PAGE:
available water range is very small in the most soils, but in the field it may occur significantly in the surface soils. It
may be important for supplying water to desert plant.

3. Objective
 Used to measure the Matric potential or the Tension with which water is held in the soil
 To design the low cost tensiometer at small scale

4. Methodology
Required Material: It is a simplest tool in which the basic three components used .which is as follows:

1. Rigid plastic tube


2. Porous ceramic cup
3. Vacuum Gauge or Mercury manometer
4. Clip
5. Tape
6. Reservoir
4.1 Clip
These clips are used to provide the tenacity to the joint parts of the apparatus as they are used in the
section of gauge and tube.
Fig Clips

4.2 Tape
The purpose of the tape is to provide the full grip between the parts which are coincided interlay and
outerlly so that they have fully grip inertly and there should be no leakage of water and air.

Fig Tape

4.3 Porous ceramic cup


It is the bottom part of the instrument from which the water moves toward the soil. It is inserted into the
soil .its surface is perforated from which water moves outside towards the soil particles.
4.4 Rigid plastic tube
These tubes are transparent and the water is filled into the tube. It works as a reservoir.
Its bottom is attached with the perforated material and the upper part is attached with the
gauge pressure to measure the pressure.

F i Fig

Fig Rigid plastic tube

4.5Reservoir
It is the section in which the water is stored which moves than towards the tube. That
tube water further flows in the direction of the perforated cup and then to the soil
Fig Reservoir (a) (vertical view) (b) (top view)

4.6Vacuum Gauge (pressure gauge)


Vacuum gauge is used to measure the suction when the water moves from tube toward the soil than the
space is created into the tube which is known as the negative pressure. This negative pressure is measure
by the vacuum gauge.

Fig Pressure gauge


4.7 Mercury manometer
It performs the same function as the vacuum gauge is used but the difference is that here the liquid
distance is measured.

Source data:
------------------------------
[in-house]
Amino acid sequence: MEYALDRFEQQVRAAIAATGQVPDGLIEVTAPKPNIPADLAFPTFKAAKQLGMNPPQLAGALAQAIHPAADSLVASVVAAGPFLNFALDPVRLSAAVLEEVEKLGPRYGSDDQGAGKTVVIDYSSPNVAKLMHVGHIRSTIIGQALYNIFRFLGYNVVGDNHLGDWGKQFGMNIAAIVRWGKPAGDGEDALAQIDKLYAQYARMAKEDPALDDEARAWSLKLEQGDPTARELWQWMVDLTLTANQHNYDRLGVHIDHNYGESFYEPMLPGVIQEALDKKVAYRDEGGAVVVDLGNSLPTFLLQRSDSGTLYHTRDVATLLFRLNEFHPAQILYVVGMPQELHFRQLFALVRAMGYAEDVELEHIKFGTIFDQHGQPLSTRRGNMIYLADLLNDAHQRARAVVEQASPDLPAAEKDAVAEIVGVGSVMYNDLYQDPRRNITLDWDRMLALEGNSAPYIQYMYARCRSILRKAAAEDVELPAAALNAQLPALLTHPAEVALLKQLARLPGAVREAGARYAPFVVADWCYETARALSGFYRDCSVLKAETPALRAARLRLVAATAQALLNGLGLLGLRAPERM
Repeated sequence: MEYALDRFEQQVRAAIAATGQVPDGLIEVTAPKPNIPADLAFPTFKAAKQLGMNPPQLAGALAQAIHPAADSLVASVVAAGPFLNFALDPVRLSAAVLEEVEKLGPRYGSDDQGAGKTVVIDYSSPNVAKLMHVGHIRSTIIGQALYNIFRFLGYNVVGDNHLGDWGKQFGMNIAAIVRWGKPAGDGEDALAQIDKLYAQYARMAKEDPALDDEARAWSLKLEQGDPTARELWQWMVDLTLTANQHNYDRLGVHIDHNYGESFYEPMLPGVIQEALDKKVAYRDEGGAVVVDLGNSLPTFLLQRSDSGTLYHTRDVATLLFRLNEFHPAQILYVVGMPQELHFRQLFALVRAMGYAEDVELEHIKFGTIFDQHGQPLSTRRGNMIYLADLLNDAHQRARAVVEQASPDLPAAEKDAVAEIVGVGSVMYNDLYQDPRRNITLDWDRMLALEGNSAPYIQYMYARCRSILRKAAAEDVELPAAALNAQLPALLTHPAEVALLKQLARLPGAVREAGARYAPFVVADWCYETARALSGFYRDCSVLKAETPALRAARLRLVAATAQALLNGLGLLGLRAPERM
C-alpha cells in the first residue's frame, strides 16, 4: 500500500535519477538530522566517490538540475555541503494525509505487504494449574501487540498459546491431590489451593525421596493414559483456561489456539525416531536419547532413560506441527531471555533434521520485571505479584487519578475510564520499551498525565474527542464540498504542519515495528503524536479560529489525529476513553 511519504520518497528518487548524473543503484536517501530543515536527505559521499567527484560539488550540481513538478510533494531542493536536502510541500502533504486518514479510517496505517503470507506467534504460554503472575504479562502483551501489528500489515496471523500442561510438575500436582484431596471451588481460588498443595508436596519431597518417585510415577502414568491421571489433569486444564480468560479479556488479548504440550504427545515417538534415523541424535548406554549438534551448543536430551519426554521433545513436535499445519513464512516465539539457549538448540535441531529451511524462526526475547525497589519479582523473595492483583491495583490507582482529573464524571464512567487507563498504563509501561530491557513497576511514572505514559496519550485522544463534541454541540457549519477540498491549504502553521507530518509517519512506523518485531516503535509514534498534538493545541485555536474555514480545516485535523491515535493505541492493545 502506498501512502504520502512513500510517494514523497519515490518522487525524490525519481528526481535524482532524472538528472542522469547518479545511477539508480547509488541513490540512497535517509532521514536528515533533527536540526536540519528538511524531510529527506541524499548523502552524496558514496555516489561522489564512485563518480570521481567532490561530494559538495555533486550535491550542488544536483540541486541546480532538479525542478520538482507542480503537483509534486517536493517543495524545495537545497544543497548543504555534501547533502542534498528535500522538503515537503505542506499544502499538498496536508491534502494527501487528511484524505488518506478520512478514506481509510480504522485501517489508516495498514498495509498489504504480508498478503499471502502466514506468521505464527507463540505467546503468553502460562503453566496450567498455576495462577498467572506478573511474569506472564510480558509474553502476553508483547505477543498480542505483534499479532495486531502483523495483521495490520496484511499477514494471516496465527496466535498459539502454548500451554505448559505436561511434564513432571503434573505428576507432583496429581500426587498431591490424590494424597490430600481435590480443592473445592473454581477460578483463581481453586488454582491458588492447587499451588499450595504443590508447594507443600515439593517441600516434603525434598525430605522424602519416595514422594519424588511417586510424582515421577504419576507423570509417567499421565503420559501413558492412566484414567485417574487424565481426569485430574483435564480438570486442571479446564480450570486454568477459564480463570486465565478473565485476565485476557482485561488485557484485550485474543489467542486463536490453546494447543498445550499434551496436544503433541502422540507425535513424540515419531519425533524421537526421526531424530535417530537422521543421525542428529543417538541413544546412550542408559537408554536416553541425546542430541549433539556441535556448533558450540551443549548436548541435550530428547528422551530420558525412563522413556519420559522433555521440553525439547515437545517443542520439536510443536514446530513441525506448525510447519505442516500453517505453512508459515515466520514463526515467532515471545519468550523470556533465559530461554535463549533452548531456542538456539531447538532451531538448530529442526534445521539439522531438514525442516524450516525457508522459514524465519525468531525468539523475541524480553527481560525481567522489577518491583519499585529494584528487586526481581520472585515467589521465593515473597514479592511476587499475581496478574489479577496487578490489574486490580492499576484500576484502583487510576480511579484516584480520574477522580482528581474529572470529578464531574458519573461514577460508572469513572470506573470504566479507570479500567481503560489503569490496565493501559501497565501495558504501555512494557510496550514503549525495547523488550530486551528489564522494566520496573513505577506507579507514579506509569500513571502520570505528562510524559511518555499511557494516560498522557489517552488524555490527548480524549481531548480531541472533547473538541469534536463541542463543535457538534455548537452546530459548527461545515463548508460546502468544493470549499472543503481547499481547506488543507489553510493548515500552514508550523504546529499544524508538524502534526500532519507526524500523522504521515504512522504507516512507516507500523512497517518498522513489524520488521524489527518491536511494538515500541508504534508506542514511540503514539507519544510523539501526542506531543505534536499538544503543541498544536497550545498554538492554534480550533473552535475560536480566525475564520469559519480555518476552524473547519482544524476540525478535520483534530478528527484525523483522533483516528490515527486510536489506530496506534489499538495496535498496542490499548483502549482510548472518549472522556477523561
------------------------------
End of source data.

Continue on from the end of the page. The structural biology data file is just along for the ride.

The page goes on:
Fig Mercury manometer

Filled the rigid plastic tube with the pure water and buried into the soil by taking care that porous cup have a good
contact with surrounding. As the soil dries, the porous cup allows water to move freely through its walls. When it
moves it creates the suction or vacuum but excluding air when it is wet. At equilibrium, the suction or negative
pressure is measured by a mercury manometer or a vacuum gauge.

4.8 Tensiometer Apparatus


Comparisons It is the finally stage of the apparatus which is now capable to do the work.

Fig Tensiometer (Schematically) Fig Tensiometer (Physically)

5. Analysis of data
The suction reading is calculated on the basis of which soil water content is determined are calibrated for
a specific soil for interpreting the soil water. Tensiometer vs. Oven Dry
Readings
1) Tensiometer Reading

Sample A Dry soil


Sr. No Time(mint) water level(cm)
1 10.10 am 32
2 10.18 26
3 10.21 0.5

Sample B wet soil


Sr. No Time(mint) water level(cm)
1 12.33 pm 32
2 12.4 17
3 12.45 0.3
Sample C Clay Soil
Sr. No Time(mint) water level(cm)
1 2.45 pm 35
2 2.55 15
3 3.05 0.1

2) Oven Dry readings

Sample A Before Dry weight(g) After Drying Weight(g)


Sr. No w1 100 W4 110
1 w2 20
2 w3 120
3 w4 110

Moisture content
present
120-
% 110

10

Sample B Before Dry weight(g) After Drying Weight(g)


Sr. No w1 150 w4 145
1 w2 20
2 w3 170
3 w4 145
Moisture content
present
% 25
Sample C Before Dry weight(g) After Drying Weight(g)
Sr. No w1 80 w4 95
1 w2 20
2 w3 100
3 w4 95

Moisture content
present
% 5
Terms
w1 weight of sample
w2 weight of container

weight of container
w3 and sample

sample weight after


w4 drying

6. Findings
It is fairly simple, inexpensive and efficient.
It can be used successfully to schedule irrigation by placing them at different depths
It useful range is only b/w 0 to -85kpa

7. Recommendations and suggestions


If the range exceed from -100kpa, air bubbles enter the ceramic cup. The presences of Gas bubbles break the
continuity of the water column making the system inoperative so the instrument must be used under below the -
100kpa. Vacuum gauge does not work well in the Pakistan condition, probably because of extreme weather
condition, possibly also because of high pH condition. So the manometer is best for use instead of the gauge.

8. Conclude
We conclude that this instrument depends on the soil type where it is the best for used to measure the water contents
eg. Coarse – Textured Soil, why it is the best? Because the plant available water is highly in sandy soils than in the
clayey soil at the same potential

9. Literature Reviews
i. http://books.google.com.pk > books
ii. www.kibron.com/
iii. www.vegetronix.com
iv. www.Digitalcommons.usu.edu.com› viewcontent
v. https://www.researchgate.net > file.postFi
vi. www.hydrol-earth-sci-discuss.net
vii. www.sciencedirect.com >article > pii
viii. www.info.com/
ix. www.Info.dogpile.com/
x. http://www.thefreedictionary.com > tensiometer
xi. www.Onlinelibrary.wiley.com > doi > full
xii. Geotechanical engineering –university of Pretoria by M Theron . 2006